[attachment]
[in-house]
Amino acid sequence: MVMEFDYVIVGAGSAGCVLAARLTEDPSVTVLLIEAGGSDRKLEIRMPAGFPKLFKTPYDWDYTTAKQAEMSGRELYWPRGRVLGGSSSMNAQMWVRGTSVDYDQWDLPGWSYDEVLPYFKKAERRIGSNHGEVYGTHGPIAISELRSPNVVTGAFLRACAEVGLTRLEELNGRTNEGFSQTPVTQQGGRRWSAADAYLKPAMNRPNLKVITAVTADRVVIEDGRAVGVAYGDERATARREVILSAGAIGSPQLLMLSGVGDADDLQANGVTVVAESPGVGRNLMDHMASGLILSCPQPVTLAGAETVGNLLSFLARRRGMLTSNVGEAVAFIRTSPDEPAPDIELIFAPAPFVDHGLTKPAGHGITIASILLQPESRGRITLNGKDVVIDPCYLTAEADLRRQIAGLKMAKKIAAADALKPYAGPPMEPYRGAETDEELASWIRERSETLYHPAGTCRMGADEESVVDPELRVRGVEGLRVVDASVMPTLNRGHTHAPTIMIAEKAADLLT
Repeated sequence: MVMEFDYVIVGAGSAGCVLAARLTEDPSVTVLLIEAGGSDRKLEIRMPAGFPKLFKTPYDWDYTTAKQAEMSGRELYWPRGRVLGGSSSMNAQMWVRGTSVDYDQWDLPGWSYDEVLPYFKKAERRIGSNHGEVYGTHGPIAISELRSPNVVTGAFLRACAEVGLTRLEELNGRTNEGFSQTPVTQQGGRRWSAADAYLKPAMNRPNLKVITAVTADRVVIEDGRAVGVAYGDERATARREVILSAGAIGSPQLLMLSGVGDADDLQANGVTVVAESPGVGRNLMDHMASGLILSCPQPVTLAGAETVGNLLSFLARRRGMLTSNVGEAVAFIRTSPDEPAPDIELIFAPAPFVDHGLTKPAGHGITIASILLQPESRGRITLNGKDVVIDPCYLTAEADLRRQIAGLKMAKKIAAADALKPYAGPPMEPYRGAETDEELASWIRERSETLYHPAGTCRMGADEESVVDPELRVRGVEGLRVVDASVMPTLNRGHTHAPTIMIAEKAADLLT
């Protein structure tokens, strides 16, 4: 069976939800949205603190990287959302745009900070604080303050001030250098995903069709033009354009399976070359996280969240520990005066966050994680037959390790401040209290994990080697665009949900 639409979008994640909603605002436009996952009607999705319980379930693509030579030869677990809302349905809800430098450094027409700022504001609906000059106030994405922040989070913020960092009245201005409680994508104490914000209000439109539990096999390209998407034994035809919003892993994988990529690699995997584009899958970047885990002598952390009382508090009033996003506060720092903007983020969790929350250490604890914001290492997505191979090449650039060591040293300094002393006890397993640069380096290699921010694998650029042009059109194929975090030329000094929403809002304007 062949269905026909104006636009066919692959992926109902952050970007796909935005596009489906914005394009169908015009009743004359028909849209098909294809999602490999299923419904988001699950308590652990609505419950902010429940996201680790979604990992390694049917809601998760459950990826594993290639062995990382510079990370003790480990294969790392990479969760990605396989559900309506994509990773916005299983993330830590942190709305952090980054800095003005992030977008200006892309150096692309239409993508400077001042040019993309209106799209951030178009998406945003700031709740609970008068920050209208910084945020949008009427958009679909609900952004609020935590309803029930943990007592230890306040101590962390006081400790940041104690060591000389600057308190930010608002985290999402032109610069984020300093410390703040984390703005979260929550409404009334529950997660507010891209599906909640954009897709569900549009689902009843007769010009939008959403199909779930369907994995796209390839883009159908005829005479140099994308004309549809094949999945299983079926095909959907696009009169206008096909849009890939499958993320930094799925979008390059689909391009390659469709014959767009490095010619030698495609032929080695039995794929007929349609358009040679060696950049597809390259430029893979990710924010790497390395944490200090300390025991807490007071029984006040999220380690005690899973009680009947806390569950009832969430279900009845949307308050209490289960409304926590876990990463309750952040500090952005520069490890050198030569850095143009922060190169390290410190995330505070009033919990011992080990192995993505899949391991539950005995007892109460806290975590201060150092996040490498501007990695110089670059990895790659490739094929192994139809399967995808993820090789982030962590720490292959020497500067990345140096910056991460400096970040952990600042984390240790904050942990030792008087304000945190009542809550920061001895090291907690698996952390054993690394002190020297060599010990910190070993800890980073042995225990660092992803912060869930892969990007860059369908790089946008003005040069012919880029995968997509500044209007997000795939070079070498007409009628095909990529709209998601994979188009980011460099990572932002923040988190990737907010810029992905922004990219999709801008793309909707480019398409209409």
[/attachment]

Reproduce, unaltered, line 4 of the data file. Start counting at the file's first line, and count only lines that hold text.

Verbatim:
């Protein structure tokens, strides 16, 4: 069976939800949205603190990287959302745009900070604080303050001030250098995903069709033009354009399976070359996280969240520990005066966050994680037959390790401040209290994990080697665009949900 639409979008994640909603605002436009996952009607999705319980379930693509030579030869677990809302349905809800430098450094027409700022504001609906000059106030994405922040989070913020960092009245201005409680994508104490914000209000439109539990096999390209998407034994035809919003892993994988990529690699995997584009899958970047885990002598952390009382508090009033996003506060720092903007983020969790929350250490604890914001290492997505191979090449650039060591040293300094002393006890397993640069380096290699921010694998650029042009059109194929975090030329000094929403809002304007 062949269905026909104006636009066919692959992926109902952050970007796909935005596009489906914005394009169908015009009743004359028909849209098909294809999602490999299923419904988001699950308590652990609505419950902010429940996201680790979604990992390694049917809601998760459950990826594993290639062995990382510079990370003790480990294969790392990479969760990605396989559900309506994509990773916005299983993330830590942190709305952090980054800095003005992030977008200006892309150096692309239409993508400077001042040019993309209106799209951030178009998406945003700031709740609970008068920050209208910084945020949008009427958009679909609900952004609020935590309803029930943990007592230890306040101590962390006081400790940041104690060591000389600057308190930010608002985290999402032109610069984020300093410390703040984390703005979260929550409404009334529950997660507010891209599906909640954009897709569900549009689902009843007769010009939008959403199909779930369907994995796209390839883009159908005829005479140099994308004309549809094949999945299983079926095909959907696009009169206008096909849009890939499958993320930094799925979008390059689909391009390659469709014959767009490095010619030698495609032929080695039995794929007929349609358009040679060696950049597809390259430029893979990710924010790497390395944490200090300390025991807490007071029984006040999220380690005690899973009680009947806390569950009832969430279900009845949307308050209490289960409304926590876990990463309750952040500090952005520069490890050198030569850095143009922060190169390290410190995330505070009033919990011992080990192995993505899949391991539950005995007892109460806290975590201060150092996040490498501007990695110089670059990895790659490739094929192994139809399967995808993820090789982030962590720490292959020497500067990345140096910056991460400096970040952990600042984390240790904050942990030792008087304000945190009542809550920061001895090291907690698996952390054993690394002190020297060599010990910190070993800890980073042995225990660092992803912060869930892969990007860059369908790089946008003005040069012919880029995968997509500044209007997000795939070079070498007409009628095909990529709209998601994979188009980011460099990572932002923040988190990737907010810029992905922004990219999709801008793309909707480019398409209409």